In the example embodiment of FIG. 1, two separate groups of USB devices 110 and 120 are interconnected to the USB host controller 101 of a host computer system 100 through respective USB buses 130 and 140. The USB host controller 101 controls communications on the USB buses 130 and 140, and transfers data between the USB buses 130 and 140 and the remainder of the host computer system 100. USB host controller 101 has a root hub (not shown) in it or directly attached to it. The root hub has a port 150 (called a root port) associated with USB bus 130 which is the physical connection between USB bus 130 and USB host controller 111 and a port 160 associated with USB bus 140 which is the physical connection between USB bus 140 and USB host controller 111. USB bus 130 connected to root port 150 (and USB bus 140 connected to port 160 of the root hub) is formed by the combination of a cable along with a voltage and ground line (not shown). Although only two ports are shown in FIG. 1, the root hub can have up to six ports and six corresponding USB buses rather than the two ports 150 and 160 and two USB buses 130 and 140 shown in FIG. 1.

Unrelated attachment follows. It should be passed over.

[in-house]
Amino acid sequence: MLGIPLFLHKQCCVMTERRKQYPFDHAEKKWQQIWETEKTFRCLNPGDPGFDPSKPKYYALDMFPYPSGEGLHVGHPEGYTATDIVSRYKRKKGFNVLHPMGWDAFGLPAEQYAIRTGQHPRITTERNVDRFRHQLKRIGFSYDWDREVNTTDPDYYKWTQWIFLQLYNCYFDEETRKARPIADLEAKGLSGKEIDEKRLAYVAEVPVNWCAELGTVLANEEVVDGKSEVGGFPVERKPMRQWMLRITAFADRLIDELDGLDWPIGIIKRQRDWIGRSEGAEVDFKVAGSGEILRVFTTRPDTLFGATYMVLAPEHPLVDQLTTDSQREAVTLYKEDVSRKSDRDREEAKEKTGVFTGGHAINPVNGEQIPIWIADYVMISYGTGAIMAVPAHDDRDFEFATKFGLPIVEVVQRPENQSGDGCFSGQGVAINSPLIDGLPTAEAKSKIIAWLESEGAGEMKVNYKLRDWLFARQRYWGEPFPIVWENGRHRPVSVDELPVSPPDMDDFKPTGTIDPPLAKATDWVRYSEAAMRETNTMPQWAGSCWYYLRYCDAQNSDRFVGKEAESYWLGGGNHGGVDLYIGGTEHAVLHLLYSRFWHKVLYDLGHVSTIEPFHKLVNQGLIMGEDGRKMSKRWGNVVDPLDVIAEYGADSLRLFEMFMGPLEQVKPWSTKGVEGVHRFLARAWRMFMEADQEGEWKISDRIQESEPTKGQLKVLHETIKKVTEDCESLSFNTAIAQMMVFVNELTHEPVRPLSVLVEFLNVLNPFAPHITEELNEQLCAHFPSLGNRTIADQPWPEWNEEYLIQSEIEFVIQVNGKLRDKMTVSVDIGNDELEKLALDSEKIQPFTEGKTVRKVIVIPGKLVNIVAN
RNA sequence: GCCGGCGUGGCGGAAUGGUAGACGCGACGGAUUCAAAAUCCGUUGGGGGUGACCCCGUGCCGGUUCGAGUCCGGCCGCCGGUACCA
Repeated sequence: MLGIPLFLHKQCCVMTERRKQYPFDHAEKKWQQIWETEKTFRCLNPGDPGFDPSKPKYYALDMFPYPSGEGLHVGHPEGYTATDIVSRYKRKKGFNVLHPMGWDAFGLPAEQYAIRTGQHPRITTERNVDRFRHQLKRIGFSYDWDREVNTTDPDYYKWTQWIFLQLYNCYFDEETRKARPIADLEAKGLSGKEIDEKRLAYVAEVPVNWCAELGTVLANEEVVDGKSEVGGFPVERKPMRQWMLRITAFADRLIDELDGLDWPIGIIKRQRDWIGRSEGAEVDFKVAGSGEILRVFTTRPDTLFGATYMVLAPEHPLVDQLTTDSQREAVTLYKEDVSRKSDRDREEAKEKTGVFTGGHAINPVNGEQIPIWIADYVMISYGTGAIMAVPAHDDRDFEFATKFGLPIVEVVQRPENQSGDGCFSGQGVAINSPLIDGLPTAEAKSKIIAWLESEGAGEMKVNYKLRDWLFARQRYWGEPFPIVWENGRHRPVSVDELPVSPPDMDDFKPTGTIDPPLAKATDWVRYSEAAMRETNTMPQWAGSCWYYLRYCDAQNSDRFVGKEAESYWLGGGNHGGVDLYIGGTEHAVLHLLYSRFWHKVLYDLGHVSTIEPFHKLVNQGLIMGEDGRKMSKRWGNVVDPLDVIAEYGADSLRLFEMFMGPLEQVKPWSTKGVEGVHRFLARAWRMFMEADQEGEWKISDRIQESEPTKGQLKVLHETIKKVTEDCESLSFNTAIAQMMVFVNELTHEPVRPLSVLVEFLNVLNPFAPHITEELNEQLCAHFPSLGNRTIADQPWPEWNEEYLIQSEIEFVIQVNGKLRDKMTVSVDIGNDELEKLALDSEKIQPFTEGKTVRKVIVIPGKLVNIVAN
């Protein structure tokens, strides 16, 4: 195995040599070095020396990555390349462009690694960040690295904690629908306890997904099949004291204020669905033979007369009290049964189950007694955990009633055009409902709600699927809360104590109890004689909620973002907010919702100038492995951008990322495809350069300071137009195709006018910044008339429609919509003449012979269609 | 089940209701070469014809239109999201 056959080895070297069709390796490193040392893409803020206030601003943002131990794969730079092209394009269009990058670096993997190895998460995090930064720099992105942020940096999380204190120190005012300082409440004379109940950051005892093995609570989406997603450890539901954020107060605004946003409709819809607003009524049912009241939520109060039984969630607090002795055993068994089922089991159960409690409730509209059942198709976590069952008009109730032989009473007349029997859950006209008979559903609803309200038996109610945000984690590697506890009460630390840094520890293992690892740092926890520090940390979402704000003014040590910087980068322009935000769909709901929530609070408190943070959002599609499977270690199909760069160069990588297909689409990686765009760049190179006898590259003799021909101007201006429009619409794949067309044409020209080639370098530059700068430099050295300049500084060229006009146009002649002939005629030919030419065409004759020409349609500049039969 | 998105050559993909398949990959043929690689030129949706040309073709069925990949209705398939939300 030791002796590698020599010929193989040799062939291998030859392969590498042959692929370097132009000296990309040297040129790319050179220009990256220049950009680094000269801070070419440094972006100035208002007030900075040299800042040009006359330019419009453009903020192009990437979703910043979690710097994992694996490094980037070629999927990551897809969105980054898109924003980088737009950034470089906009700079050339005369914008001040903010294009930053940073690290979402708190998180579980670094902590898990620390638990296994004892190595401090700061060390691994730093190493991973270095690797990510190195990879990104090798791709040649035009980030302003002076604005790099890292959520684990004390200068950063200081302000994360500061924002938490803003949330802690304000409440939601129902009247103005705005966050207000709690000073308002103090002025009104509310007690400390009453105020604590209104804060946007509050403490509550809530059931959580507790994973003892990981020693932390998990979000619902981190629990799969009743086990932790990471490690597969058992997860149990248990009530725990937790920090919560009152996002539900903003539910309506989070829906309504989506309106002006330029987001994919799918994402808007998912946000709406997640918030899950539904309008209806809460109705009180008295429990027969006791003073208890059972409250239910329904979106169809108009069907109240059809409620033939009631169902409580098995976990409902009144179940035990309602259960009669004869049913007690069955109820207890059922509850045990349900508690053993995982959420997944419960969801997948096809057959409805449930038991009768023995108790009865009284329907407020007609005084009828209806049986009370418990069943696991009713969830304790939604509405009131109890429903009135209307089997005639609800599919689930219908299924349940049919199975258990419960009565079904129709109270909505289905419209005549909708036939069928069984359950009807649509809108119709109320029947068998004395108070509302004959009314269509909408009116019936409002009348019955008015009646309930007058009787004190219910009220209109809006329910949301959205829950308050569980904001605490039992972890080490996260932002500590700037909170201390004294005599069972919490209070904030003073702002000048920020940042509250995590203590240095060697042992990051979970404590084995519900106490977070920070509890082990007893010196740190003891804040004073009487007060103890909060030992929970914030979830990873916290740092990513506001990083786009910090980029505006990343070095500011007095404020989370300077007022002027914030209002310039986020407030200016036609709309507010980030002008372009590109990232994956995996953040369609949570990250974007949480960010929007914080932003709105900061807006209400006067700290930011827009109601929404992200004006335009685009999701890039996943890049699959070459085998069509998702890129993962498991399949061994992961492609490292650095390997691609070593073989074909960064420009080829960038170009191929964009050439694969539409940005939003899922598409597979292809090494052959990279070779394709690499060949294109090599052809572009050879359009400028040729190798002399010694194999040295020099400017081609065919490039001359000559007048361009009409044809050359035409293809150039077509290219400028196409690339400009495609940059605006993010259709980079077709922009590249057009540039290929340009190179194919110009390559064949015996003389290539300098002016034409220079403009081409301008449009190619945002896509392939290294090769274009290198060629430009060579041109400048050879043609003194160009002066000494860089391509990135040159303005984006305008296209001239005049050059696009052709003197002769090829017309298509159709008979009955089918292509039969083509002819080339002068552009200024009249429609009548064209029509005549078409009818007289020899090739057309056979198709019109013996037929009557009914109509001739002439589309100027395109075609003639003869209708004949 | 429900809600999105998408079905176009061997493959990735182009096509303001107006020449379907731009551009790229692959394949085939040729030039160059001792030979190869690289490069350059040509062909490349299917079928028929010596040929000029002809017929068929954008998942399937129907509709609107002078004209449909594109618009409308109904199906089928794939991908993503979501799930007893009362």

With the addition of additional equipment (not shown), such as one or more “downstream” (non-root) hubs attached to root port 130 and/or port 140 of the root hub and/or other non-root hubs, USB host controller 101 may support up to 127 connected devices or functions. There is one “upstream” port and up to six “downstream” ports on non-root hubs, with each one of the downstream ports connecting the non-root hub to another hub or to a USB device through a USB cable. A USB hub may be a stand-alone device or it may be included within the chassis of a USB device, such as a keyboard. With operating system software 104 such as Windows 98® or Windows 2000® from Microsoft Corporation of Redmond, Wash. in host computer system 100, it is possible to plug any USB device into any USB port on any connected USB hub and the operating system software 104 will, upon activation of the host computer system 100, identify the USB device and interface to it. The user does not need to be concerned with setting up various communications parameters when connecting a USB device.